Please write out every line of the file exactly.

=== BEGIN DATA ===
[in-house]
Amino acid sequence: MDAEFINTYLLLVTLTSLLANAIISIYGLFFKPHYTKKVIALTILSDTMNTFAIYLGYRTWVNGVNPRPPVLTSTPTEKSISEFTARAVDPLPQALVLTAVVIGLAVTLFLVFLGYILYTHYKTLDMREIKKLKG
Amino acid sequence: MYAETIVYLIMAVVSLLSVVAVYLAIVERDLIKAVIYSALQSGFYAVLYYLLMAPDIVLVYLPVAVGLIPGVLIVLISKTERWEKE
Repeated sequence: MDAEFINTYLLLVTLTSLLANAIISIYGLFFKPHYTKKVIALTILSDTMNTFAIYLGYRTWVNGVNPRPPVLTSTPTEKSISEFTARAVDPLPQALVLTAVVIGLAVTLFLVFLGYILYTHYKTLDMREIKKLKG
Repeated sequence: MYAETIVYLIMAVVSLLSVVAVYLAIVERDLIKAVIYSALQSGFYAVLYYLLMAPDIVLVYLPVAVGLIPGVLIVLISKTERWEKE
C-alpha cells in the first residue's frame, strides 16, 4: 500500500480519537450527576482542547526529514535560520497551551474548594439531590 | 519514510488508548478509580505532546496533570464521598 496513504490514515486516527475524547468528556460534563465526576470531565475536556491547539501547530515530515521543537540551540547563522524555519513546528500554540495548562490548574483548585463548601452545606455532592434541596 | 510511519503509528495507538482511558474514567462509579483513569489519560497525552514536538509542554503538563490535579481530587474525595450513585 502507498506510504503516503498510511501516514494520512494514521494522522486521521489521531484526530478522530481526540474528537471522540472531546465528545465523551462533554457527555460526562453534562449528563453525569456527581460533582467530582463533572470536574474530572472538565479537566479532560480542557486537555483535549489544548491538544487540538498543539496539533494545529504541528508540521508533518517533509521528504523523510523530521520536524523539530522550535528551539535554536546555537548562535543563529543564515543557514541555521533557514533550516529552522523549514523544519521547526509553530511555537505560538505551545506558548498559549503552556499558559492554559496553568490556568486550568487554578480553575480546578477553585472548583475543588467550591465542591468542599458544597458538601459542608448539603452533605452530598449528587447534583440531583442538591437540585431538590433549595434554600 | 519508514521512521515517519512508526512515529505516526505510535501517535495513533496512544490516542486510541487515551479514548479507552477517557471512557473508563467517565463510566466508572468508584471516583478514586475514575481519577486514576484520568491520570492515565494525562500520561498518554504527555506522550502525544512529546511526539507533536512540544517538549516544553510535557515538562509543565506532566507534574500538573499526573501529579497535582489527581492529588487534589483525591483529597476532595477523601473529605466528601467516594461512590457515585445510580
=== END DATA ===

[in-house]
Amino acid sequence: MDAEFINTYLLLVTLTSLLANAIISIYGLFFKPHYTKKVIALTILSDTMNTFAIYLGYRTWVNGVNPRPPVLTSTPTEKSISEFTARAVDPLPQALVLTAVVIGLAVTLFLVFLGYILYTHYKTLDMREIKKLKG
Amino acid sequence: MYAETIVYLIMAVVSLLSVVAVYLAIVERDLIKAVIYSALQSGFYAVLYYLLMAPDIVLVYLPVAVGLIPGVLIVLISKTERWEKE
Repeated sequence: MDAEFINTYLLLVTLTSLLANAIISIYGLFFKPHYTKKVIALTILSDTMNTFAIYLGYRTWVNGVNPRPPVLTSTPTEKSISEFTARAVDPLPQALVLTAVVIGLAVTLFLVFLGYILYTHYKTLDMREIKKLKG
Repeated sequence: MYAETIVYLIMAVVSLLSVVAVYLAIVERDLIKAVIYSALQSGFYAVLYYLLMAPDIVLVYLPVAVGLIPGVLIVLISKTERWEKE
C-alpha cells in the first residue's frame, strides 16, 4: 500500500480519537450527576482542547526529514535560520497551551474548594439531590 | 519514510488508548478509580505532546496533570464521598 496513504490514515486516527475524547468528556460534563465526576470531565475536556491547539501547530515530515521543537540551540547563522524555519513546528500554540495548562490548574483548585463548601452545606455532592434541596 | 510511519503509528495507538482511558474514567462509579483513569489519560497525552514536538509542554503538563490535579481530587474525595450513585 502507498506510504503516503498510511501516514494520512494514521494522522486521521489521531484526530478522530481526540474528537471522540472531546465528545465523551462533554457527555460526562453534562449528563453525569456527581460533582467530582463533572470536574474530572472538565479537566479532560480542557486537555483535549489544548491538544487540538498543539496539533494545529504541528508540521508533518517533509521528504523523510523530521520536524523539530522550535528551539535554536546555537548562535543563529543564515543557514541555521533557514533550516529552522523549514523544519521547526509553530511555537505560538505551545506558548498559549503552556499558559492554559496553568490556568486550568487554578480553575480546578477553585472548583475543588467550591465542591468542599458544597458538601459542608448539603452533605452530598449528587447534583440531583442538591437540585431538590433549595434554600 | 519508514521512521515517519512508526512515529505516526505510535501517535495513533496512544490516542486510541487515551479514548479507552477517557471512557473508563467517565463510566466508572468508584471516583478514586475514575481519577486514576484520568491520570492515565494525562500520561498518554504527555506522550502525544512529546511526539507533536512540544517538549516544553510535557515538562509543565506532566507534574500538573499526573501529579497535582489527581492529588487534589483525591483529597476532595477523601473529605466528601467516594461512590457515585445510580